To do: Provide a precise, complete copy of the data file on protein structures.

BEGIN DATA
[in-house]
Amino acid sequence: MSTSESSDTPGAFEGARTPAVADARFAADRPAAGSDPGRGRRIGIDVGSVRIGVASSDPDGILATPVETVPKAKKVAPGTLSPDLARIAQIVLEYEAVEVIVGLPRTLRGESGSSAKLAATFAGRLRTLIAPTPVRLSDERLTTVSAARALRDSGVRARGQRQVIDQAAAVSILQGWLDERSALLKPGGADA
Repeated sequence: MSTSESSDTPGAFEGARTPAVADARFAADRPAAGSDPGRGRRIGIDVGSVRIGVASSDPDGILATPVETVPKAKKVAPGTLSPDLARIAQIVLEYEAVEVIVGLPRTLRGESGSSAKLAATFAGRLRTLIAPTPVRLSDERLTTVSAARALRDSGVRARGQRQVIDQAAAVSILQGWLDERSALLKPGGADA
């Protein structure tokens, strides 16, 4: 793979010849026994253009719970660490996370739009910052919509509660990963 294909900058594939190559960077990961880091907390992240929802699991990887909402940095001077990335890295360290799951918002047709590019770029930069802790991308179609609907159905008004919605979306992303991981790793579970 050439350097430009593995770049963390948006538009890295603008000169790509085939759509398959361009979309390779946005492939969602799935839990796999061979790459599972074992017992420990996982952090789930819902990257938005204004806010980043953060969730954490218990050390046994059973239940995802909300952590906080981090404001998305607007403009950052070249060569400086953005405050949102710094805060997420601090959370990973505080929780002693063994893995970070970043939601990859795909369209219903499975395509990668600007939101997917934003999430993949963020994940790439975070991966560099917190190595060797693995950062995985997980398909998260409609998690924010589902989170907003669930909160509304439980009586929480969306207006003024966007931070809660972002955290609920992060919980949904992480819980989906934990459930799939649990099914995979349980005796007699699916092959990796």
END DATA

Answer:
[in-house]
Amino acid sequence: MSTSESSDTPGAFEGARTPAVADARFAADRPAAGSDPGRGRRIGIDVGSVRIGVASSDPDGILATPVETVPKAKKVAPGTLSPDLARIAQIVLEYEAVEVIVGLPRTLRGESGSSAKLAATFAGRLRTLIAPTPVRLSDERLTTVSAARALRDSGVRARGQRQVIDQAAAVSILQGWLDERSALLKPGGADA
Repeated sequence: MSTSESSDTPGAFEGARTPAVADARFAADRPAAGSDPGRGRRIGIDVGSVRIGVASSDPDGILATPVETVPKAKKVAPGTLSPDLARIAQIVLEYEAVEVIVGLPRTLRGESGSSAKLAATFAGRLRTLIAPTPVRLSDERLTTVSAARALRDSGVRARGQRQVIDQAAAVSILQGWLDERSALLKPGGADA
């Protein structure tokens, strides 16, 4: 793979010849026994253009719970660490996370739009910052919509509660990963 294909900058594939190559960077990961880091907390992240929802699991990887909402940095001077990335890295360290799951918002047709590019770029930069802790991308179609609907159905008004919605979306992303991981790793579970 050439350097430009593995770049963390948006538009890295603008000169790509085939759509398959361009979309390779946005492939969602799935839990796999061979790459599972074992017992420990996982952090789930819902990257938005204004806010980043953060969730954490218990050390046994059973239940995802909300952590906080981090404001998305607007403009950052070249060569400086953005405050949102710094805060997420601090959370990973505080929780002693063994893995970070970043939601990859795909369209219903499975395509990668600007939101997917934003999430993949963020994940790439975070991966560099917190190595060797693995950062995985997980398909998260409609998690924010589902989170907003669930909160509304439980009586929480969306207006003024966007931070809660972002955290609920992060919980949904992480819980989906934990459930799939649990099914995979349980005796007699699916092959990796």